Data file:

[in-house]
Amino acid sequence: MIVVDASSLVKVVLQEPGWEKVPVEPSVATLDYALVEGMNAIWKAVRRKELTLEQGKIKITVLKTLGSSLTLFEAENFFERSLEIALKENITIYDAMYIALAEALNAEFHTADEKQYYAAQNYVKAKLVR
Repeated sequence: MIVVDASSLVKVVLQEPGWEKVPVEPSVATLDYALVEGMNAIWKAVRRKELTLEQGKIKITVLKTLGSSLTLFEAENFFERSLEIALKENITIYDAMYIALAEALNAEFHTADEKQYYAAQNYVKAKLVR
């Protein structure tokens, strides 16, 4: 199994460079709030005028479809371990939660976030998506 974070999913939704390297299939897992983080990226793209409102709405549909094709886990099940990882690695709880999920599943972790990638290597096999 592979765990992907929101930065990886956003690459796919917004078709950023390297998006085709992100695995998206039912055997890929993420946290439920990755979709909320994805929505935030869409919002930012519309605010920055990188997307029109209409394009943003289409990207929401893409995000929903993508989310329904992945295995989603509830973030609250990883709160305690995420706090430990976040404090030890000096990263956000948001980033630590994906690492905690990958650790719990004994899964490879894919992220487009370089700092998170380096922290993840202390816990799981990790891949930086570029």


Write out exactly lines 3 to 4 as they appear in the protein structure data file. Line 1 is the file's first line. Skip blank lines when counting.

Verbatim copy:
Repeated sequence: MIVVDASSLVKVVLQEPGWEKVPVEPSVATLDYALVEGMNAIWKAVRRKELTLEQGKIKITVLKTLGSSLTLFEAENFFERSLEIALKENITIYDAMYIALAEALNAEFHTADEKQYYAAQNYVKAKLVR
């Protein structure tokens, strides 16, 4: 199994460079709030005028479809371990939660976030998506 974070999913939704390297299939897992983080990226793209409102709405549909094709886990099940990882690695709880999920599943972790990638290597096999 592979765990992907929101930065990886956003690459796919917004078709950023390297998006085709992100695995998206039912055997890929993420946290439920990755979709909320994805929505935030869409919002930012519309605010920055990188997307029109209409394009943003289409990207929401893409995000929903993508989310329904992945295995989603509830973030609250990883709160305690995420706090430990976040404090030890000096990263956000948001980033630590994906690492905690990958650790719990004994899964490879894919992220487009370089700092998170380096922290993840202390816990799981990790891949930086570029």